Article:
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I am working on my open source project Downloadify, and up until now it simply handles returning Strings in response to ExternalInterface.call commands.

I am trying to put together a test case using JSZip and Downloadify together, the end result being that a Zip file is created dynamically in the browser, then saved to the disk using FileReference.save. However, this is my problem:

The JSZip library can return either a base64 encoded string of the Zip, or the raw byte string. The problem is, if I return that byte string in response to the ExternalInterface.call command, I get this error:

Error #1085: The element type "string" must be terminated by the matching end-tag "</string>"

ActionScript 3:

var theData:* = ExternalInterface.call('Downloadify.getTextForSave',queue_name);

Where queue_name is just a string used to identify the correct instance in JS.

JavaScript:

var zip = new JSZip();
zip.add("test.txt", "Hello world!\n");
var content = zip.generate(true);
return content;

If I instead return a normal string instead of the byte string, the call works correctly.I would like to avoid using base64 as I would have to include a base64 decoder in my swf which will increase its size.

Finally: I am not looking for a AS3 Zip generator. It is imperative to my project to have that part run in JavaScript

I am admittedly not a AS3 programmer by trade, so if you need any more detail please let me know.

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Looks nice! I've no idea how to answer your question, but thought I'd point out a typo on downloadify.info - "its time to make broad use of this feature" should be "it's time to make broad use of this feature". –  Dominic Rodger Jan 21 '10 at 9:46
    
@Dominic Rodger Thanks man... its fixed! Computer languages, I am cool with. Human languages, well, thats different :) –  Doug Neiner Jan 21 '10 at 13:15
    
np - always happy to be a pedant! –  Dominic Rodger Jan 21 '10 at 13:29
    
Clean design btw! props :) –  Leon Gaban Jan 21 '10 at 15:30
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2 Answers

up vote 3 down vote accepted

When data is being returned from javascript calls it's being serialized into an XML string. So if the "raw string" returned by JSZip will include characters which make the XML non-valid, which is what I think is happening here, you'll get errors like that.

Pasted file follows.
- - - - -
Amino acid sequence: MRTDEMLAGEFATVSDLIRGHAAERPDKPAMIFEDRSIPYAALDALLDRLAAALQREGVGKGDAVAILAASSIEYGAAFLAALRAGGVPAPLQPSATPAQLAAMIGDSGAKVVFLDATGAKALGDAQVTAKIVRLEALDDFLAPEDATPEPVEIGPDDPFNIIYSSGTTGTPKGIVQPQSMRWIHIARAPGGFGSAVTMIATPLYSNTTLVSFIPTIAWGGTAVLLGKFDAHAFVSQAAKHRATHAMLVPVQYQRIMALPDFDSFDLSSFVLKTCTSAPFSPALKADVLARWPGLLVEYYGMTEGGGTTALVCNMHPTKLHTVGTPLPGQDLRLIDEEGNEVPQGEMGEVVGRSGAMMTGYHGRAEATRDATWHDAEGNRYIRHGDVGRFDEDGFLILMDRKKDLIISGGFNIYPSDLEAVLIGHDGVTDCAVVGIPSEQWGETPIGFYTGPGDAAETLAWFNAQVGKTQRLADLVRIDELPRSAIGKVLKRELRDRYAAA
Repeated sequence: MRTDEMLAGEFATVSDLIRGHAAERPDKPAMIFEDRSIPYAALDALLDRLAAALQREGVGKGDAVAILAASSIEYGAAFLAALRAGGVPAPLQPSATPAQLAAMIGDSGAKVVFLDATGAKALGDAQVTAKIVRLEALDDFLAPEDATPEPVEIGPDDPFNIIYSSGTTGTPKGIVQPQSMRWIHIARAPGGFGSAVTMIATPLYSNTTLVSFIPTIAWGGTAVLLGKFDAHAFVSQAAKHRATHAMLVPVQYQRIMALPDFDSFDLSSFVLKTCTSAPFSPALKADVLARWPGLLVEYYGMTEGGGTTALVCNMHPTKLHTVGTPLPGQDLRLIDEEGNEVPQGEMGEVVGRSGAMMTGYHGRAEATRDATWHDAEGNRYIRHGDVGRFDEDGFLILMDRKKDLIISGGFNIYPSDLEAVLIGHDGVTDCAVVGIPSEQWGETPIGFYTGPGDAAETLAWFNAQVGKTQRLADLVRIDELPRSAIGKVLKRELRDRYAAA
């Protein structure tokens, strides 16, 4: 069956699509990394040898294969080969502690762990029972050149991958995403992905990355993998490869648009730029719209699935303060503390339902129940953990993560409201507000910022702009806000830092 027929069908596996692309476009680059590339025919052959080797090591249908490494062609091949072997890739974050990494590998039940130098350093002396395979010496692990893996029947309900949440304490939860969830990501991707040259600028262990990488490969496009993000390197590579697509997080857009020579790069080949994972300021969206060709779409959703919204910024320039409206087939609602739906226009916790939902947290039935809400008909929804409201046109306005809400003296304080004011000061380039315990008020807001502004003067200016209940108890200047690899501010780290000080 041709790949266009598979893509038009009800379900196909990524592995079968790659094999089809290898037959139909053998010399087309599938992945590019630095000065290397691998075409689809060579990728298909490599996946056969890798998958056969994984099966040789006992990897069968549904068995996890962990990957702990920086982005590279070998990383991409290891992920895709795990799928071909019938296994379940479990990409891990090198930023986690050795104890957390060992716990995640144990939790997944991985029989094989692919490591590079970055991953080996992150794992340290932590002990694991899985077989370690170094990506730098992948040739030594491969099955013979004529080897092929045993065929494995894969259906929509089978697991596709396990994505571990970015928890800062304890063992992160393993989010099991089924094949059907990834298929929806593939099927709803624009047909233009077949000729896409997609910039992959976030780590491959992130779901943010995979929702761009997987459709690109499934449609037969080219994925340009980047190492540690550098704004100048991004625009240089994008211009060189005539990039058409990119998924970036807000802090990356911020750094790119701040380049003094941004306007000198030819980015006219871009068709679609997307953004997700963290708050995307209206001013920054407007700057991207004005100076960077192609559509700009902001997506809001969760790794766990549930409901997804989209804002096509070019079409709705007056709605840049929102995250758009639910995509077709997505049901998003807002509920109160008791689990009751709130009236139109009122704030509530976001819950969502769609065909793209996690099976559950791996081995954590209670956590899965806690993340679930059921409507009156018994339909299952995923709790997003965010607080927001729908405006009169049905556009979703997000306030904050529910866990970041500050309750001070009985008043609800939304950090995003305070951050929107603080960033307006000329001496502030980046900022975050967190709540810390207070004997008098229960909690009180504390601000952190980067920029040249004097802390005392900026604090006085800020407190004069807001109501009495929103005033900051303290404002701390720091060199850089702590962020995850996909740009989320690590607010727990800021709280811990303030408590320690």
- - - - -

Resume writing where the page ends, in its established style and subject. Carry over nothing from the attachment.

What you get as a return is actually:

<string>[your JSZip generated string]</string>

Imagine your return string includes a "<" char - this will make the xml invalid, and it's hard to tell what character codes will a raw byte stream translate too.

You can read more about the external API's XML format on LiveDocs

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1  
+1 But how would he go about fixing it? Iterating the bytestream to replace 0x3C (<) with 0x26 0x6C 0x74 0x3B (&lt;) and so on in javascript and back in flash? Will that work/is that practical? –  Amarghosh Jan 21 '10 at 12:55
    
I would just go with the base64 encoded string, as the library supports, and it's a good, safe way for encoding data as strings. There's a AS3 library that supports decoding and encoding base64 data at github.com/spjwebster/as3base64 . –  Robert Bak Jan 21 '10 at 13:07
    
That starts to make sense now why it was throwing what seemed to be a XML error. I do have it working with base64 now, I was just hoping to avoid that step. I guess its just as well, because thats how I will end up getting data from the HTML5 Canvas element. Thanks so much for your help and your great answer +1. –  Doug Neiner Jan 21 '10 at 13:10
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i think the problem is caused by the fact, that flash expects a utf8 String and you throw some binary stuff at it. i think for example 0x00FF will not turn out to be valid utf8 ...

you can try fiddling around with flash.system::System.setCodePage, but i wouldn't be too optimistic ...

i guess a base64 decoder is probably really the easiest ... i'd rather worry about speed than about file size though ... this rudimentary decoder method uses less than half a K:

public function decodeBase64(source:String):ByteArray {
 var ret:ByteArray = new ByteArray();
 var map:Object = new Object();
 var i:int = 0;
 for each (var char:String in "ABCDEFGHIJKLMNOPQRSTUVWXYZabcdefghijklmnopqrstuvwxyz0123456789+/".split("")) map[char] = i++;
 map["="] = 0;
 source = source.split("\n").join("").split("\r").join("");//remove linebreaks
 for (i = 0; i < source.length/4; i++) {
  var buf:int = 0;
  for each (char in source.substr(i * 4, 4).split("")) buf = (buf << 6) + map[char];
  ret.writeByte(buf >>> 16);
  ret.writeShort(buf);
 }
 return ret;
}

you could simply shorten function names and take a smaller image ... or use ColorTransform or ConvolutionFilter on one image instead of four ... or compile the image into the SWF for smaller overall size ... or reduce function name length ...

so unless you're planning on working with MBs of data, this is the way to go ...

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oops ... forgot to actually post the answer ... well anyway, it might be of some help ... ;) –  back2dos Jan 21 '10 at 13:42
    
You are right, even adding the Encoded/Decoder library @Robert mentioned above, added only 1K to my finished SWF. I think I can live with that. Thanks for your time! –  Doug Neiner Jan 21 '10 at 16:18
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